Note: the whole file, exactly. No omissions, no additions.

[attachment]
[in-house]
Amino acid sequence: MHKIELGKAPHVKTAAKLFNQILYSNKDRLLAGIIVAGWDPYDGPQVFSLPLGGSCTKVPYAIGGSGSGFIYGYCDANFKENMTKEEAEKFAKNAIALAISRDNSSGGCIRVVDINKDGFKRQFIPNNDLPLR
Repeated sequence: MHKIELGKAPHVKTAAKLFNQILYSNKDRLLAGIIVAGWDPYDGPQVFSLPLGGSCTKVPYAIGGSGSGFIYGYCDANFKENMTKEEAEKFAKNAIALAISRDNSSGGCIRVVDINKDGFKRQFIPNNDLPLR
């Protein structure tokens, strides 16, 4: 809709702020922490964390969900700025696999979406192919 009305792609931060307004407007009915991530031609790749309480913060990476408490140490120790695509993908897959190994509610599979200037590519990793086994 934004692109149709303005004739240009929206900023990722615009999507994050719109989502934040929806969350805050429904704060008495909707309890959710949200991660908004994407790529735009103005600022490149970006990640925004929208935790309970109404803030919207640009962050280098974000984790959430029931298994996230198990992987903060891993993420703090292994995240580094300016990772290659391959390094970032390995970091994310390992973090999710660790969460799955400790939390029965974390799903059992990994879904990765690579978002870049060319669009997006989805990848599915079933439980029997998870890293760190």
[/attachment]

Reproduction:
[in-house]
Amino acid sequence: MHKIELGKAPHVKTAAKLFNQILYSNKDRLLAGIIVAGWDPYDGPQVFSLPLGGSCTKVPYAIGGSGSGFIYGYCDANFKENMTKEEAEKFAKNAIALAISRDNSSGGCIRVVDINKDGFKRQFIPNNDLPLR
Repeated sequence: MHKIELGKAPHVKTAAKLFNQILYSNKDRLLAGIIVAGWDPYDGPQVFSLPLGGSCTKVPYAIGGSGSGFIYGYCDANFKENMTKEEAEKFAKNAIALAISRDNSSGGCIRVVDINKDGFKRQFIPNNDLPLR
């Protein structure tokens, strides 16, 4: 809709702020922490964390969900700025696999979406192919 009305792609931060307004407007009915991530031609790749309480913060990476408490140490120790695509993908897959190994509610599979200037590519990793086994 934004692109149709303005004739240009929206900023990722615009999507994050719109989502934040929806969350805050429904704060008495909707309890959710949200991660908004994407790529735009103005600022490149970006990640925004929208935790309970109404803030919207640009962050280098974000984790959430029931298994996230198990992987903060891993993420703090292994995240580094300016990772290659391959390094970032390995970091994310390992973090999710660790969460799955400790939390029965974390799903059992990994879904990765690579978002870049060319669009997006989805990848599915079933439980029997998870890293760190």